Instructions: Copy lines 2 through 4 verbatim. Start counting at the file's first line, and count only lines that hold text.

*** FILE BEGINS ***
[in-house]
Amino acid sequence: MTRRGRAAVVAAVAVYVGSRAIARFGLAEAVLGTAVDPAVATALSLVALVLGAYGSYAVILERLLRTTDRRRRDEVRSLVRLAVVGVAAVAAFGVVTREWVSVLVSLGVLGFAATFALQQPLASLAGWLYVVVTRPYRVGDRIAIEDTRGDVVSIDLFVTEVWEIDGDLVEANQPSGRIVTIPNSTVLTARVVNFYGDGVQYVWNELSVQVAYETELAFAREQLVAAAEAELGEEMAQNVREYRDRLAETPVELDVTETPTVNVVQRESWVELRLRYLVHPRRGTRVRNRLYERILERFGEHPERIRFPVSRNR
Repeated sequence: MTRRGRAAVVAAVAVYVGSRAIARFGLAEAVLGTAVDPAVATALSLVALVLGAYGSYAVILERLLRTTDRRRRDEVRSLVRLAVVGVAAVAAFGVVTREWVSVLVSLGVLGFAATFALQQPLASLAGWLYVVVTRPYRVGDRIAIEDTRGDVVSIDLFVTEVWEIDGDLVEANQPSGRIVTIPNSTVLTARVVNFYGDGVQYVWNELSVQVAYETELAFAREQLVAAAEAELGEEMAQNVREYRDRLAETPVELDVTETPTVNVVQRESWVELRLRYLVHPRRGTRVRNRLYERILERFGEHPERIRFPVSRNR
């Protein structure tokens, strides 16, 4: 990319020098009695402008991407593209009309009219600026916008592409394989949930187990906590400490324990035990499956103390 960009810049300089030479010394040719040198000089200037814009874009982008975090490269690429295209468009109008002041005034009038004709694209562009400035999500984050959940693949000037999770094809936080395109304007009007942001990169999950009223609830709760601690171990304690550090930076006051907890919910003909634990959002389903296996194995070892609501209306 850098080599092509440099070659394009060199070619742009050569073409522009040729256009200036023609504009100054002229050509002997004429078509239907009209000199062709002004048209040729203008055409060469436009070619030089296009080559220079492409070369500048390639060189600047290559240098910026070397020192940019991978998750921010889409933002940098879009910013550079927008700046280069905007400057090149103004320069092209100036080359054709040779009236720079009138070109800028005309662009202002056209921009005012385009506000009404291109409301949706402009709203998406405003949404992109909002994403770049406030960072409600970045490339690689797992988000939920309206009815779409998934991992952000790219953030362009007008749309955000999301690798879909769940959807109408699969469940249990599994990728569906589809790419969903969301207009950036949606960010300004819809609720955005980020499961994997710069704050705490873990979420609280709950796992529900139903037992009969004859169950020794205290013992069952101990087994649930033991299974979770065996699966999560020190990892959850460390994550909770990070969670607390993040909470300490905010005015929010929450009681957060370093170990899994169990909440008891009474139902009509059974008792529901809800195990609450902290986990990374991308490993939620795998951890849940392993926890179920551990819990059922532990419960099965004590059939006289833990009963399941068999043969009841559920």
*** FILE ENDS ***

Amino acid sequence: MTRRGRAAVVAAVAVYVGSRAIARFGLAEAVLGTAVDPAVATALSLVALVLGAYGSYAVILERLLRTTDRRRRDEVRSLVRLAVVGVAAVAAFGVVTREWVSVLVSLGVLGFAATFALQQPLASLAGWLYVVVTRPYRVGDRIAIEDTRGDVVSIDLFVTEVWEIDGDLVEANQPSGRIVTIPNSTVLTARVVNFYGDGVQYVWNELSVQVAYETELAFAREQLVAAAEAELGEEMAQNVREYRDRLAETPVELDVTETPTVNVVQRESWVELRLRYLVHPRRGTRVRNRLYERILERFGEHPERIRFPVSRNR
Repeated sequence: MTRRGRAAVVAAVAVYVGSRAIARFGLAEAVLGTAVDPAVATALSLVALVLGAYGSYAVILERLLRTTDRRRRDEVRSLVRLAVVGVAAVAAFGVVTREWVSVLVSLGVLGFAATFALQQPLASLAGWLYVVVTRPYRVGDRIAIEDTRGDVVSIDLFVTEVWEIDGDLVEANQPSGRIVTIPNSTVLTARVVNFYGDGVQYVWNELSVQVAYETELAFAREQLVAAAEAELGEEMAQNVREYRDRLAETPVELDVTETPTVNVVQRESWVELRLRYLVHPRRGTRVRNRLYERILERFGEHPERIRFPVSRNR
């Protein structure tokens, strides 16, 4: 990319020098009695402008991407593209009309009219600026916008592409394989949930187990906590400490324990035990499956103390 960009810049300089030479010394040719040198000089200037814009874009982008975090490269690429295209468009109008002041005034009038004709694209562009400035999500984050959940693949000037999770094809936080395109304007009007942001990169999950009223609830709760601690171990304690550090930076006051907890919910003909634990959002389903296996194995070892609501209306 850098080599092509440099070659394009060199070619742009050569073409522009040729256009200036023609504009100054002229050509002997004429078509239907009209000199062709002004048209040729203008055409060469436009070619030089296009080559220079492409070369500048390639060189600047290559240098910026070397020192940019991978998750921010889409933002940098879009910013550079927008700046280069905007400057090149103004320069092209100036080359054709040779009236720079009138070109800028005309662009202002056209921009005012385009506000009404291109409301949706402009709203998406405003949404992109909002994403770049406030960072409600970045490339690689797992988000939920309206009815779409998934991992952000790219953030362009007008749309955000999301690798879909769940959807109408699969469940249990599994990728569906589809790419969903969301207009950036949606960010300004819809609720955005980020499961994997710069704050705490873990979420609280709950796992529900139903037992009969004859169950020794205290013992069952101990087994649930033991299974979770065996699966999560020190990892959850460390994550909770990070969670607390993040909470300490905010005015929010929450009681957060370093170990899994169990909440008891009474139902009509059974008792529901809800195990609450902290986990990374991308490993939620795998951890849940392993926890179920551990819990059922532990419960099965004590059939006289833990009963399941068999043969009841559920």